Cause Effect
  • I forgot to set my alarm clock.
  • I woke up late for school.
  • I woke up late for school.
  • I missed the bus.
  • I missed the bus.
  • My mom had to drive me to school.
  • My mom had to drive me to school.
  • My mom was late to work.

 

Now it's your turn to grab a pencil and paper and draw a box like this:

 

 

 

 

 

Next, draw a line down the middle of your box:

 

 

 

 

 

 

Then, draw a line across the top of the box about two inches from the top creating a big letter "T" like this:

   

 

 

 

 

 

 

Now you can make your own cause-and-effect chart. Label the left side "cause" and the right side "effect" like this:

Cause Effect

 

 

 

 

 

Think of some actions or events that make other things happen. Put the actions that start the problem under "cause" and put the problem that results under the "effect" heading.

  • For example, what would happen if you kept forgetting to brush your teeth before bed?

You would probably get a cavity, right? So, you would put "keep forgetting to brush my teeth before bed" in the cause column, and "I got a cavity" in the effect column.

Work with your teacher to get at least four cause-and-effect pairs on your list.

For more practice with cause-and-effect in fiction stories, play IXL Learning's Match causes with their effects until you feel comfortable with this concept.

The exciting climax!

Now, you need to brainstorm, or come up with, a problem and decide how the problem or situation starts. Next, you'll need to come up with an idea of what effect(s) the problem has on your character.

Then, it's time to take the next step. Take another look at the stairs above.

In order to reach the most exciting point in the story, the situation needs to get worse before it gets better. Take a look at the third step up from the bottom. The Queen is fine until she once again talks to that Magic Mirror. Take a look at Snow white, the Queen and the Magic Mirror 2:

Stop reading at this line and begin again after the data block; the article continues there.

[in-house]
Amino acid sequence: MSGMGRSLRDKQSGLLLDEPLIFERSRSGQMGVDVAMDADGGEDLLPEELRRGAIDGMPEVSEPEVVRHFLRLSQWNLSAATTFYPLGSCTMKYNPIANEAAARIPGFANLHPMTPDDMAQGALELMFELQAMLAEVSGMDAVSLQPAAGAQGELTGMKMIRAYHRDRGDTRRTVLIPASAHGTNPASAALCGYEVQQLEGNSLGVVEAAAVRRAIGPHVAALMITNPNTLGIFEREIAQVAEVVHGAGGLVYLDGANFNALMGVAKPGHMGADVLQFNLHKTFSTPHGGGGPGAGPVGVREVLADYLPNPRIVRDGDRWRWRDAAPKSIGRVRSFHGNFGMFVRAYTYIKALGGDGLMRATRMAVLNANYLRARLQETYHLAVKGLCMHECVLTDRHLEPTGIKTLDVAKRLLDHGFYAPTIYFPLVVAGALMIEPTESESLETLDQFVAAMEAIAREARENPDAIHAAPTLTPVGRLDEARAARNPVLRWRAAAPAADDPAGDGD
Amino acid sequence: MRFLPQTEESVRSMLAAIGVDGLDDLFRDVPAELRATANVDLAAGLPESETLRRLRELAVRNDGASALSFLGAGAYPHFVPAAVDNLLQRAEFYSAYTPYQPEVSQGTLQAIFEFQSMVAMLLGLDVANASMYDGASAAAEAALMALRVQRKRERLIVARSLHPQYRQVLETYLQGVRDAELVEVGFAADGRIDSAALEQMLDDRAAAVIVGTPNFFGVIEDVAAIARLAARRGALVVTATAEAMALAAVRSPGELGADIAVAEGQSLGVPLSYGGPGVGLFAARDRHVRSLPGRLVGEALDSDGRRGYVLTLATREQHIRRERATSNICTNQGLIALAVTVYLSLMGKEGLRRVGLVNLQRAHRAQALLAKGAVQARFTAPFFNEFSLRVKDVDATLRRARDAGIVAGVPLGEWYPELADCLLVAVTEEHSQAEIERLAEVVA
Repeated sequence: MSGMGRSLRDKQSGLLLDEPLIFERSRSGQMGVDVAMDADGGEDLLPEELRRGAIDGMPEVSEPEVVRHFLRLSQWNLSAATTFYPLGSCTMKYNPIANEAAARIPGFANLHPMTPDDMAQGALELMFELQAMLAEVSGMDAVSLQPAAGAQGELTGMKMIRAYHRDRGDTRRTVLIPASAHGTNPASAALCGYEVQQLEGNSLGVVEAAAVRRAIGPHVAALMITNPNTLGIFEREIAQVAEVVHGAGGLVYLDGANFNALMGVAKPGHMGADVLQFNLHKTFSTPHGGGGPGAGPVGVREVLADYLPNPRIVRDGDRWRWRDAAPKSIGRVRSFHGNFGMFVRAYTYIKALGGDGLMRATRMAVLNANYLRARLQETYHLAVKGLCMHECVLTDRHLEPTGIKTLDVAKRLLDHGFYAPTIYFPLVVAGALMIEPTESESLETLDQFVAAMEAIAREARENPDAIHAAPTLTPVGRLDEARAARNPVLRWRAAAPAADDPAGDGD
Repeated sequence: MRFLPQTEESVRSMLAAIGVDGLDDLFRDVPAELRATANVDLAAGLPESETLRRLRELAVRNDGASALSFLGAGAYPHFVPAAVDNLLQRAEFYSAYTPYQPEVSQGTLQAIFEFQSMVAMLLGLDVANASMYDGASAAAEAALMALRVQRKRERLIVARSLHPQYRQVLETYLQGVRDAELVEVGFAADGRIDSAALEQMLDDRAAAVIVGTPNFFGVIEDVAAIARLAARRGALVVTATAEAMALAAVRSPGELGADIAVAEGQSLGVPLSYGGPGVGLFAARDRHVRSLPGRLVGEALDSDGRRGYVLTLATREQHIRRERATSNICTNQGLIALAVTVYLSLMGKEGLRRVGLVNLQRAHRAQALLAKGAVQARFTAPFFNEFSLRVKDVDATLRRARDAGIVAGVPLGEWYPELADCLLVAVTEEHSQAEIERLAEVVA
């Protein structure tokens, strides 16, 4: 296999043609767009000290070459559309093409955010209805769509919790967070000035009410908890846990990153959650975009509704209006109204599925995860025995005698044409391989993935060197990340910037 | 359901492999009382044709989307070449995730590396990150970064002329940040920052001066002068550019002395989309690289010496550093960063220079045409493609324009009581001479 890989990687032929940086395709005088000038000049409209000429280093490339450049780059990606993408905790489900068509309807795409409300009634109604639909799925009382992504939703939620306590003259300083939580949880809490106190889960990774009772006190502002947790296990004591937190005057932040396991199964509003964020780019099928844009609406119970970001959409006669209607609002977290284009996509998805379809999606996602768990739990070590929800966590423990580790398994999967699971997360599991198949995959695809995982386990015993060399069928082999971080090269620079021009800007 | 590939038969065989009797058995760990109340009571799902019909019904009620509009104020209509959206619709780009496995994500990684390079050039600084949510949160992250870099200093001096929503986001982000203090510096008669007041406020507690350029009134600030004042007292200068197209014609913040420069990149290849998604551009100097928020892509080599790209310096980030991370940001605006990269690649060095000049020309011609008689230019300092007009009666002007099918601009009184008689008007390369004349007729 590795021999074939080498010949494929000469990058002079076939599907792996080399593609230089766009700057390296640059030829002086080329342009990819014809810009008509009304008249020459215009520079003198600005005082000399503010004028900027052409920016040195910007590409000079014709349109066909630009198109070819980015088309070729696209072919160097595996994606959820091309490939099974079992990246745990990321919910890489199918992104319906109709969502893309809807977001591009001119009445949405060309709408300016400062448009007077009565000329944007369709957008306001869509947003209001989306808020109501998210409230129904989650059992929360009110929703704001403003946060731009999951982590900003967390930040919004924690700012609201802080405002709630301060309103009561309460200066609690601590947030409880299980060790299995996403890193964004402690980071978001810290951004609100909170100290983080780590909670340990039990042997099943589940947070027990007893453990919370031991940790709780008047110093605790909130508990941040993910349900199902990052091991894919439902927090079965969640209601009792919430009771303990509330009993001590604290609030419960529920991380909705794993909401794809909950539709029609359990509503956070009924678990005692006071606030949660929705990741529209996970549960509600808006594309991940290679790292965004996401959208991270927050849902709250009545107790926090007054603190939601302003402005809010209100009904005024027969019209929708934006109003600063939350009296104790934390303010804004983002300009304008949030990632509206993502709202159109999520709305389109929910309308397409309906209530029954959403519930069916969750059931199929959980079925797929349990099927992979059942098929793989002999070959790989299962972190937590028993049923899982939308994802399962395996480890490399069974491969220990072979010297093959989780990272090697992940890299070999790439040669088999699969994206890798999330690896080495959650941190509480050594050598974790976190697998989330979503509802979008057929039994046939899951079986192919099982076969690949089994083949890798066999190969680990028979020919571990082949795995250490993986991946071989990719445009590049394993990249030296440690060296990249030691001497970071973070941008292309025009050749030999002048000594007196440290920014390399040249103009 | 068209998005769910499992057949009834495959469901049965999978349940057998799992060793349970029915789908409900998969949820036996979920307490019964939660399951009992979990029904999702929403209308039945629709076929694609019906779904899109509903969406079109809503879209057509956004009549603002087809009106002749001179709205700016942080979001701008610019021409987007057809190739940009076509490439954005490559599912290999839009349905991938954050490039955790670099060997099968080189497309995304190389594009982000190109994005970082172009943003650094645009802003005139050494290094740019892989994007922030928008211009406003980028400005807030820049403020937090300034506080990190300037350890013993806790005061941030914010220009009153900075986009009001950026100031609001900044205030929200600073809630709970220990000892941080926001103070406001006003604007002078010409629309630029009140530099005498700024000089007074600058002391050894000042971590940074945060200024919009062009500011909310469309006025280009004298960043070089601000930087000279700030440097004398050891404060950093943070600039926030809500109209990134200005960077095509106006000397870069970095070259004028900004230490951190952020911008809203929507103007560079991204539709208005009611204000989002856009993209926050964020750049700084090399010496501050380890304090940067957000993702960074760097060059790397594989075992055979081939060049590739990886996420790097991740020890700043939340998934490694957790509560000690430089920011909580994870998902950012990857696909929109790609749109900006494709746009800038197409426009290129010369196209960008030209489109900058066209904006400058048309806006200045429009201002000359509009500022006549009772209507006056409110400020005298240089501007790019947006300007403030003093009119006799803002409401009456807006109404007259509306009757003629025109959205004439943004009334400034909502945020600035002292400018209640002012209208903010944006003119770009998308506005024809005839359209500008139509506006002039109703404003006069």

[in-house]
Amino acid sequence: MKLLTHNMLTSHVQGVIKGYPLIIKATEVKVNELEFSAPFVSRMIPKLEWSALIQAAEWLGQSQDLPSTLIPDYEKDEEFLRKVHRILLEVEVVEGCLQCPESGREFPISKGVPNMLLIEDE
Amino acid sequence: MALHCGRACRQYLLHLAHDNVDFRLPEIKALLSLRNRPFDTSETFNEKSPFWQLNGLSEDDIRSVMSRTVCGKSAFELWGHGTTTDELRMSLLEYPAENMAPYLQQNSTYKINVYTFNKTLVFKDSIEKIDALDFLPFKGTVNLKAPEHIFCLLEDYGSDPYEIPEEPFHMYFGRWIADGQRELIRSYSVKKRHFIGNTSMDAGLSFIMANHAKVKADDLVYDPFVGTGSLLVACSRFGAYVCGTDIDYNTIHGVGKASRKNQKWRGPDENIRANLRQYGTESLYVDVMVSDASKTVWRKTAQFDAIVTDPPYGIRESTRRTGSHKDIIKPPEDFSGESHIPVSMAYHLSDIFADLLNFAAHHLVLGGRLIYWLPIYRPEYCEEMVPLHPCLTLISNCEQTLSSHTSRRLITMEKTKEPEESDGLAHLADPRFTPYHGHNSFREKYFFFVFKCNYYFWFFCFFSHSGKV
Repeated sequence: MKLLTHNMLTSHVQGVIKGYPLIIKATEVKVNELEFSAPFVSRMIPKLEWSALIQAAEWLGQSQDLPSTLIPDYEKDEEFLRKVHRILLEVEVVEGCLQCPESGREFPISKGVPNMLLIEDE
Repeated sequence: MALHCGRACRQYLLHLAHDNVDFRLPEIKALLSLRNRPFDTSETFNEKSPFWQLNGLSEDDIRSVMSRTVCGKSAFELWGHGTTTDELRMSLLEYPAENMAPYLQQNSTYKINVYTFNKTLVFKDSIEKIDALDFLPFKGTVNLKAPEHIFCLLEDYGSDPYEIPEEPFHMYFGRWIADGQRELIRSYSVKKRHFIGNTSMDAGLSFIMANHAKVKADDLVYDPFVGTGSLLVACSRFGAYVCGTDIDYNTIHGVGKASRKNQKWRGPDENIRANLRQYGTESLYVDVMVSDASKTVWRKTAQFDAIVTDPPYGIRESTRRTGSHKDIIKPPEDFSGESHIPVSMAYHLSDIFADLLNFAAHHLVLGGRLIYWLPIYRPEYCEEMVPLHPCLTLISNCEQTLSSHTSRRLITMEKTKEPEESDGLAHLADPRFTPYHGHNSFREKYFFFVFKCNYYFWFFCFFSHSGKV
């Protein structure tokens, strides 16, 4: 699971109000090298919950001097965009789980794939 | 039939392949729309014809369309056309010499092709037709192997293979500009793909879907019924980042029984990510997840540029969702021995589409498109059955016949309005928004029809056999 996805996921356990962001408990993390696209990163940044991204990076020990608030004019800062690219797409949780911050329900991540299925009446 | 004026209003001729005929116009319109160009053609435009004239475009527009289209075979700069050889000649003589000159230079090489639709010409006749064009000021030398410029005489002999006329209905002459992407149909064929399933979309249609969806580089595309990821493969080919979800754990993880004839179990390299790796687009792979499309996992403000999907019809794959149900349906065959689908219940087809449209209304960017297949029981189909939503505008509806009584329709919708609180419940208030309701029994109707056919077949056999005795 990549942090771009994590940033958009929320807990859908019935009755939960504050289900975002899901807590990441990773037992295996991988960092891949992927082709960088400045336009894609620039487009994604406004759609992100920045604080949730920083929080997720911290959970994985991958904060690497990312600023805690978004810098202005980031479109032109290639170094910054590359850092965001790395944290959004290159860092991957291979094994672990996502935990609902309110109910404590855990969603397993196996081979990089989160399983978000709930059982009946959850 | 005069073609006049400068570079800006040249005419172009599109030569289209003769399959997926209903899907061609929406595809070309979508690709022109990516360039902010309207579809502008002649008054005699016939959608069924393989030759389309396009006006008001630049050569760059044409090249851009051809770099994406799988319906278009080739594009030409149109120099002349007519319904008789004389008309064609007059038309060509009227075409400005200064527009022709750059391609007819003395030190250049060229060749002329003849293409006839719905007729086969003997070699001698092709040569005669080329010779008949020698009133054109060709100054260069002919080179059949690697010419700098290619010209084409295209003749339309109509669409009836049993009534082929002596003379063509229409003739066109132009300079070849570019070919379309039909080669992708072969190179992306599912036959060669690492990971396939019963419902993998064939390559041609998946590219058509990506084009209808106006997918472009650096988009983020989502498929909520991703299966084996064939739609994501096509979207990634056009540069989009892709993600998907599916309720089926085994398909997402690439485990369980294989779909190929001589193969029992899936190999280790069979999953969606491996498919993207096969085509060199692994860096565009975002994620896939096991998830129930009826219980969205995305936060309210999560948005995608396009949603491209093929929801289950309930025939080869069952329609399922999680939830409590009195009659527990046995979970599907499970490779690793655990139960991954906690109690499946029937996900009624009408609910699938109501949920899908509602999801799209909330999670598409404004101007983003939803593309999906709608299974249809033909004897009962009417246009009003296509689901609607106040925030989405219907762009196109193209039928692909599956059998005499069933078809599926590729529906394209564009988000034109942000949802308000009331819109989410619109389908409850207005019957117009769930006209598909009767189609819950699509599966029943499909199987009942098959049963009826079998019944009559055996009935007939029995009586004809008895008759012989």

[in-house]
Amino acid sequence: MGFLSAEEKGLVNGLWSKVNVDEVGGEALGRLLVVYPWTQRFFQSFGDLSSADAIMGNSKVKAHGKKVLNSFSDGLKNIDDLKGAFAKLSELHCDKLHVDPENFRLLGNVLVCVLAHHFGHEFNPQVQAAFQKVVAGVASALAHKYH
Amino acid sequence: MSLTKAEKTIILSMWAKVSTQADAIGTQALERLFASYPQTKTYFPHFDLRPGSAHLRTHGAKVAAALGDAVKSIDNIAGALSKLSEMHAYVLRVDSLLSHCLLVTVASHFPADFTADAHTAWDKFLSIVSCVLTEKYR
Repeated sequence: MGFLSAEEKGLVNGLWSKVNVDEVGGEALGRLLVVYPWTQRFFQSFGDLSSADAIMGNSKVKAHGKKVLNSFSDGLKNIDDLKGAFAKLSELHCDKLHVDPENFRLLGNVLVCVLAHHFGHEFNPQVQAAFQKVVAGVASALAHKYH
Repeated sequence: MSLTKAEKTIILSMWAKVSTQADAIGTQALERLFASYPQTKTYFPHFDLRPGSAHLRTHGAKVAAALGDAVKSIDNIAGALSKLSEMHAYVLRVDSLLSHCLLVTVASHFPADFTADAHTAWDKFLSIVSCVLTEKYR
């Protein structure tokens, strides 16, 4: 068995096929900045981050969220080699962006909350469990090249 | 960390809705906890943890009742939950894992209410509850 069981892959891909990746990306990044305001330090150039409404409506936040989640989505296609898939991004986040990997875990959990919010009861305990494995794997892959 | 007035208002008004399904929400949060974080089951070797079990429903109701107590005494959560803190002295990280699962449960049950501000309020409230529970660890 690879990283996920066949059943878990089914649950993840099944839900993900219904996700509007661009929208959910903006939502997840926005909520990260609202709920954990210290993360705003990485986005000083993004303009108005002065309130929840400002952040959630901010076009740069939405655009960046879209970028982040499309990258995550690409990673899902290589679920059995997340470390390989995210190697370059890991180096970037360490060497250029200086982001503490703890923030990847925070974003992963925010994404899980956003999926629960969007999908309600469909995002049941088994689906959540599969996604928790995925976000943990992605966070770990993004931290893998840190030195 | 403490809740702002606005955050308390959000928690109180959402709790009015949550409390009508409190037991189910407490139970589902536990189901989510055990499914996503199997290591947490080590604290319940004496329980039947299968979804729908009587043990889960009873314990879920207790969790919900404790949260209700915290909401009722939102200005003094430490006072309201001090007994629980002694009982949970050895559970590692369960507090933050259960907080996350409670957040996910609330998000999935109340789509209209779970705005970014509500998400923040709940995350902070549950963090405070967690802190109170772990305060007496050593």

• What does she discover during this encounter with the mirror?

That's right, she learns that Snow White is alive and well, living in the forest with the Seven Dwarfs (the Mirror even gives directions. It's better than an iPhone!). The Magic Mirror causes trouble again, and where there is a cause, there is an effect. With the help of a little more magic, the Queen turns herself into an old woman (why can't she use that magic to turn herself into a young woman, more beautiful than Snow White? Oh well.) and tricks poor, trusting Snow White. Watch Snow White and the Apple:

 

And now, Snow White and the Dwarfs are at the climax — Snow White ate the poisoned apple, and the Dwarfs have no idea how to wake Snow White from her sleep.

Now, it's time to start thinking about your dwarf. You gave him a personality, you gave him a setting (time, place, and mood), and now he needs a plot.

For this lesson, you will develop only to the top of the steps above, or the rising action.

You are going to use a graphic organizer to get your story moving, so move on to the Got It? section to climb those stairs!